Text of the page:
626. machine you insert a \cdrom, it will always appear at the same
  627. position in the directory tree, on every system. When I wanted to
  628. implement such a user-program for \linux, I came across the
  629. differences in behavior of the various drivers, and the need for an
  630. $ioctl$ informing about media changes.}
  631. We believe that using $O_NONBLOCK$ to indicate that a device is being opened
  632. for $ioctl$ commands only can be easily introduced in the \linux\
  633. community. All the CD-player authors will have to be informed, we can
  634. even send in our own patches to the programs. The use of $O_NONBLOCK$
  635. has most likely no influence on the behavior of the CD-players on
  636. other operating systems than \linux. Finally, a user can always revert
  637. to old behavior by a call to $ioctl(file_descriptor, CDROM_CLEAR_OPTIONS,
  638. CDO_USE_FFLAGS)$.
  639. \subsection{The preferred strategy of $open()$}
  640. The routines in \cdromc\ are designed in such a way that run-time
  641. configuration of the behavior of \cdrom\ devices (of {\em any\/} type)
  642. can be carried out, by the $CDROM_SET/CLEAR_OPTIONS$ $ioctls$. Thus, various
  643. modes of operation can be set:
  644. \begin{description}
  645. \item[$CDO_AUTO_CLOSE \mathrel| CDO_USE_FFLAGS \mathrel| CDO_LOCK$] This
  646. is the default setting. (With $CDO_CHECK_TYPE$ it will be better, in the
  647. future.) If the device is not yet opened by any other process, and if
  648. the device is being opened for data ($O_NONBLOCK$ is not set) and the
  649. tray is found to be open, an attempt to close the tray is made. Then,
  650. it is verified that a disc is in the drive and, if $CDO_CHECK_TYPE$ is
  651. set, that it contains tracks of type `data mode 1.' Only if all tests
  652. are passed is the return value zero. The door is locked to prevent file
  653. system corruption. If the drive is opened for audio ($O_NONBLOCK$ is
  654. set), no actions are taken and a value of 0 will be returned.
  655. \item[$CDO_AUTO_CLOSE \mathrel| CDO_AUTO_EJECT \mathrel| CDO_LOCK$] This
  656. mimics the behavior of the current sbpcd-driver. The option flags are
  657. ignored, the tray is closed on the first open, if necessary. Similarly,
  658. the tray is opened on the last release, \ie, if a \cdrom\ is unmounted,
  659. it is automatically ejected, such that the user can replace it.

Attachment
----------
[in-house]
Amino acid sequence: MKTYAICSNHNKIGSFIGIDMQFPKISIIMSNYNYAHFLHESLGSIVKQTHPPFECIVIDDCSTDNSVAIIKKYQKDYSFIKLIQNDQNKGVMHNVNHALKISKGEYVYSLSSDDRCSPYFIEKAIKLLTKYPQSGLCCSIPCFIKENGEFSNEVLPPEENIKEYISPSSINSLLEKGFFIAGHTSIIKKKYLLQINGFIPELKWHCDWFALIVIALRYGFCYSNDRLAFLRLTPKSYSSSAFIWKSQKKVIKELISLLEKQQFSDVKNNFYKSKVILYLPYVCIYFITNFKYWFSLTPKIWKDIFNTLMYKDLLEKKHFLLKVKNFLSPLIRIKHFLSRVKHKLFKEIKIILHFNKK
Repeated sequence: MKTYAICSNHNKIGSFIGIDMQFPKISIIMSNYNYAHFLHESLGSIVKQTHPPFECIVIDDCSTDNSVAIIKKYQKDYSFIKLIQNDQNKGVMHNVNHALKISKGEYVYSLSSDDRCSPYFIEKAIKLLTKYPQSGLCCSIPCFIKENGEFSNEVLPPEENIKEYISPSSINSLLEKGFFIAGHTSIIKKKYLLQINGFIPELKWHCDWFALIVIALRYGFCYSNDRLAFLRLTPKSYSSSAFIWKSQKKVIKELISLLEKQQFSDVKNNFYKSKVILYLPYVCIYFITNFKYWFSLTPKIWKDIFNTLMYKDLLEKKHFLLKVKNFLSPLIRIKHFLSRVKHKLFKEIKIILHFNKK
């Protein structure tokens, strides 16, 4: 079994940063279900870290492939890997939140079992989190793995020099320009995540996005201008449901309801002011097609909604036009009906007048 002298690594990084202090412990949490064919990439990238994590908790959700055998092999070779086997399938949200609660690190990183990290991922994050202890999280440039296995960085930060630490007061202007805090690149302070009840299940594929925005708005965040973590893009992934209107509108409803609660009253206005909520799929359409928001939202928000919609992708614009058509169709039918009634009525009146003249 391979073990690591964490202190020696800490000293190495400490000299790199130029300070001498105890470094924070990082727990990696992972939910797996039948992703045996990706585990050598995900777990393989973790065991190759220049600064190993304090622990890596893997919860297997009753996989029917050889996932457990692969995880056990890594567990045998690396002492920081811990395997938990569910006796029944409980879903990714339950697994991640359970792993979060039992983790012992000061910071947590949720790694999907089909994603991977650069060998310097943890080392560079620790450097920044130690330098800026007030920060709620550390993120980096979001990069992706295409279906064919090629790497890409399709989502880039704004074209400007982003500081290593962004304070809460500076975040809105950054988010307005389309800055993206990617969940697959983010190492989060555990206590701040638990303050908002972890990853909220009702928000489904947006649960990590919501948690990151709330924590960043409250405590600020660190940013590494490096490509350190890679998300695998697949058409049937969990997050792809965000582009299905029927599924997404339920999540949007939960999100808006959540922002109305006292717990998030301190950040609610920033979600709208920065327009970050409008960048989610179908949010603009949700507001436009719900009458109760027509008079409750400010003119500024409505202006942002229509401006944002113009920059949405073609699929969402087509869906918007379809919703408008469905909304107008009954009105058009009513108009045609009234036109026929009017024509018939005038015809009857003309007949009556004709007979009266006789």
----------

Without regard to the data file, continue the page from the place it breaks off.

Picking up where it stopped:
660. \end{description}
  661. We hope that these option can convince everybody (both driver
  662. maintainers and user program developers) to adopt the new \cdrom\
  663. driver scheme and option flag interpretation.
  664. \newsection{Description of routines in \cdromc}
  665. Only a few routines in \cdromc\ are exported to the drivers. In this
  666. new section we will discuss these, as well as the functions that `take
  667. over' the \cdrom\ interface to the kernel. The header file belonging
  668. to \cdromc\ is called \cdromh. Formerly, some of the contents of this
  669. file were placed in the file {\tt {ucdrom.h}}, but this file has now been
  670. merged back into \cdromh.
  671. \subsection{$Struct\ file_operations\ cdrom_fops$}
  672. The contents of this structure were described in section~\ref{cdrom.c}.
  673. A pointer to this structure is assigned to the $fops$ field
  674. of the $struct gendisk$.
  675. \subsection{$Int\ register_cdrom( struct\ cdrom_device_info\ * cdi)$}
  676. This function is used in about the same way one registers $cdrom_fops$
  677. with the kernel, the device operations and information structures,
  678. as described in section~\ref{cdrom.c}, should be registered with the
  679. \UCD:
  680. $$
  681. register_cdrom(\&<device>_info));
  682. $$
  683. This function returns zero upon success, and non-zero upon
  684. failure. The structure $<device>_info$ should have a pointer to the
  685. driver's $<device>_dops$, as in
  686. $$
  687. \vbox{\halign{&$#$\hfil\cr
  688. struct\ &cdrom_device_info\ <device>_info = \{\cr
  689. & <device>_dops;\cr
  690. &\ldots\cr
  691. \}\cr
  692. }}$$
  693. Note that a driver must have one static structure, $<device>_dops$, while
  694. it may have as many structures $<device>_info$ as there are minor devices
  695. active. $Register_cdrom()$ builds a linked list from these.
  696. \subsection{$Void\ unregister_cdrom(struct\ cdrom_device_info * cdi)$}